The increase in the share of variable renewable energy in electricity systems will require global nations to ensure flexibility is the “cornerstone” of future power markets to ensure the lights stay on.
That’s according to the International Energy Agency (IEA), which expects renewables to become the “technology of choice”, making up almost two-thirds of global capacity additions to 2040.
It forecasts the share of renewables to rise from 25% today to more than 40% by 2040 as a result of falling costs and supportive government policies in its ‘New Policies Scenario’.
Under current and planned policies, energy demand is set to grow by more than 25% to 2040, requiring more than $2 trillion (£1.5tn) a year of investment in new energy supply.
The report suggests flexibility is of “growing urgency” as countries around the world are ramping up their share of solar and wind will require market reforms, grid investments as well as improved demand response technologies such as smart meters and battery storage systems.
While solar power is charging ahead, other low carbon technologies and especially efficiency policies “still require a big push”.
The report states: “With higher variability in supplies, power systems will need to make flexibility the cornerstone of future electricity markets in order to keep the lights on.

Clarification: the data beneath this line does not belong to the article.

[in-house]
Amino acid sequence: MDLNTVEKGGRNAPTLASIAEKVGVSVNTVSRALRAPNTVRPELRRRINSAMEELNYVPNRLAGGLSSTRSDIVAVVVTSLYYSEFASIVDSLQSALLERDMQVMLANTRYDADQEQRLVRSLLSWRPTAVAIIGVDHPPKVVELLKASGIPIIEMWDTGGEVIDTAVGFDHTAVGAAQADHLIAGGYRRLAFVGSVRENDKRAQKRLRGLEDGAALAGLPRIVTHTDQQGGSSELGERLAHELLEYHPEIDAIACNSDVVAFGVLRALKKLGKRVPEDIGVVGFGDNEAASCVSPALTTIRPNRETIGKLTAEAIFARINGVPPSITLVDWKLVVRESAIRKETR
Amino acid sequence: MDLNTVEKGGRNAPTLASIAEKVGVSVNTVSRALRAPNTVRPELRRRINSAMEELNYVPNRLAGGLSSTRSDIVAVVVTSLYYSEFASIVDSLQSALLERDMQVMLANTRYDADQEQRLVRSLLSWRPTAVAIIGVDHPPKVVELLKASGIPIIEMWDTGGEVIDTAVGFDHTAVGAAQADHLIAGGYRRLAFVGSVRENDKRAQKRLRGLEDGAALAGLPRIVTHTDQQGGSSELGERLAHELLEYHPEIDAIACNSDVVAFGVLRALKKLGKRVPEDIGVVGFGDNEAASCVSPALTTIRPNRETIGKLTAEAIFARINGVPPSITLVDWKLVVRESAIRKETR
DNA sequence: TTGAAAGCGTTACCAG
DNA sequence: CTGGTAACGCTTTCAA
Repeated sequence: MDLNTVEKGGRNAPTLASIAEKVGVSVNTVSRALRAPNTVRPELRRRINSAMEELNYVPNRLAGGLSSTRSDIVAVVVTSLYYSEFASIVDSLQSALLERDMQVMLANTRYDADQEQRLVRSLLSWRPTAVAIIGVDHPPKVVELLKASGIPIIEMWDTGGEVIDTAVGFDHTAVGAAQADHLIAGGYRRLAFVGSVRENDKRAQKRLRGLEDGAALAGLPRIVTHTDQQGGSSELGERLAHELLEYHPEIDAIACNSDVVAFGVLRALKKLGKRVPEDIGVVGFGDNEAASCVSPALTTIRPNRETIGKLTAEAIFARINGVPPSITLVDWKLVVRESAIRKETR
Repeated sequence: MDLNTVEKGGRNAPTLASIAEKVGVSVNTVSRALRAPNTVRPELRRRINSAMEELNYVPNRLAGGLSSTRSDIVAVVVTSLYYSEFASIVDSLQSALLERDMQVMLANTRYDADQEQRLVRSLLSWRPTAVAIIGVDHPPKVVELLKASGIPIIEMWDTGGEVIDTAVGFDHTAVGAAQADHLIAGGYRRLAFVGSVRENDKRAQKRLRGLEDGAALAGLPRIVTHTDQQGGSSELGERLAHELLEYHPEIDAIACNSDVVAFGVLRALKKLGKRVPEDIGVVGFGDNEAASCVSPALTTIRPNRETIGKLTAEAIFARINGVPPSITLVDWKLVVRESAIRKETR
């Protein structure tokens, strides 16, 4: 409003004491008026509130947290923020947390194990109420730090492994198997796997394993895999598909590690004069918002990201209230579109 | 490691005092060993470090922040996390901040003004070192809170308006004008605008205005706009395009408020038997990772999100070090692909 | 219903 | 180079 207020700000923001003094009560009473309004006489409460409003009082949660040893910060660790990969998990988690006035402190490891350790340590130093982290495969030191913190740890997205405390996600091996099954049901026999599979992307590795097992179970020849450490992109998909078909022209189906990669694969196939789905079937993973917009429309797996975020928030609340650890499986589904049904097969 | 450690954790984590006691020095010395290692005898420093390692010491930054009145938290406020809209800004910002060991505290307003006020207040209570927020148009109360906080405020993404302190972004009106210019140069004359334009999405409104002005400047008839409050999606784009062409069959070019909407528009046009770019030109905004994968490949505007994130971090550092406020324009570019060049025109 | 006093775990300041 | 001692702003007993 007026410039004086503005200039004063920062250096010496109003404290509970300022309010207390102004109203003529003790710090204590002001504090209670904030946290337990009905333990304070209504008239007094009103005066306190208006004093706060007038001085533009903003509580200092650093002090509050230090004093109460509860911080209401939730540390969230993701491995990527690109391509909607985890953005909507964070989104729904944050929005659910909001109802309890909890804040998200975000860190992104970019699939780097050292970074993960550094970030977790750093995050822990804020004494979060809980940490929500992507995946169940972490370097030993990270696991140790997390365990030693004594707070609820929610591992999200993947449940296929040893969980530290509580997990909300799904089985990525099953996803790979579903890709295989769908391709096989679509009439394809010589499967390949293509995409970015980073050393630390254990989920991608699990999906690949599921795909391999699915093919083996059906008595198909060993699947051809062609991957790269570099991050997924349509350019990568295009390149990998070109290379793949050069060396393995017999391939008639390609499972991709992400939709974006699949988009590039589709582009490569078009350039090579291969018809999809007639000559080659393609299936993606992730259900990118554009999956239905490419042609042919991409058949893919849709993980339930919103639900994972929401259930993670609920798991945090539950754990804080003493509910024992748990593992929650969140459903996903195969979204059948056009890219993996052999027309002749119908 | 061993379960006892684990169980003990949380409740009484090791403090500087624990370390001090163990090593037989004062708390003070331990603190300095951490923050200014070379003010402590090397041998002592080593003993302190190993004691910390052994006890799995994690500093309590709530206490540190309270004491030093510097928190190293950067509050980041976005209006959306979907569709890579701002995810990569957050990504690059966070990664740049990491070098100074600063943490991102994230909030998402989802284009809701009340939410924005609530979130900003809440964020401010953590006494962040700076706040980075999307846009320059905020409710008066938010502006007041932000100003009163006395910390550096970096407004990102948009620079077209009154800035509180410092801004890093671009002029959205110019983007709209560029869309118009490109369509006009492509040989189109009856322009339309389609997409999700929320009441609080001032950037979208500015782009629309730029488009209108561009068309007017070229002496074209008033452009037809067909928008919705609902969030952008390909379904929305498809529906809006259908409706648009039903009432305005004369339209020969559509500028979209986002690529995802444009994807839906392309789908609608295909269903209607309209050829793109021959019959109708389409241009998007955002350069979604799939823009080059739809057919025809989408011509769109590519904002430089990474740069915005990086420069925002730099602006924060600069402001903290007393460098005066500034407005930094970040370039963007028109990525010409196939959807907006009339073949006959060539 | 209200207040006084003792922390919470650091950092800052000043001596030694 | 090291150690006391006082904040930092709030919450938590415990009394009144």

“Many countries in Europe, as well as Mexico, India and China, are set to require a degree of flexibility that has never been seen before at such large scale.”
The IEA adds electricity markets are undergoing a “unique transformation” with higher demand brought by the digital economy, electric vehicles (EVs) and other technological change.
Its analysis finds higher electrification would lead to a peak in oil demand by 2030 and reduce harmful local air pollutants – but it would have a negligible impact on carbon emissions “without stronger efforts” to increase the share of renewables and low carbon power sources.
It suggests oil markets are entering a period of renewed uncertainty and volatility, including a possible supply gap in the early 2020s.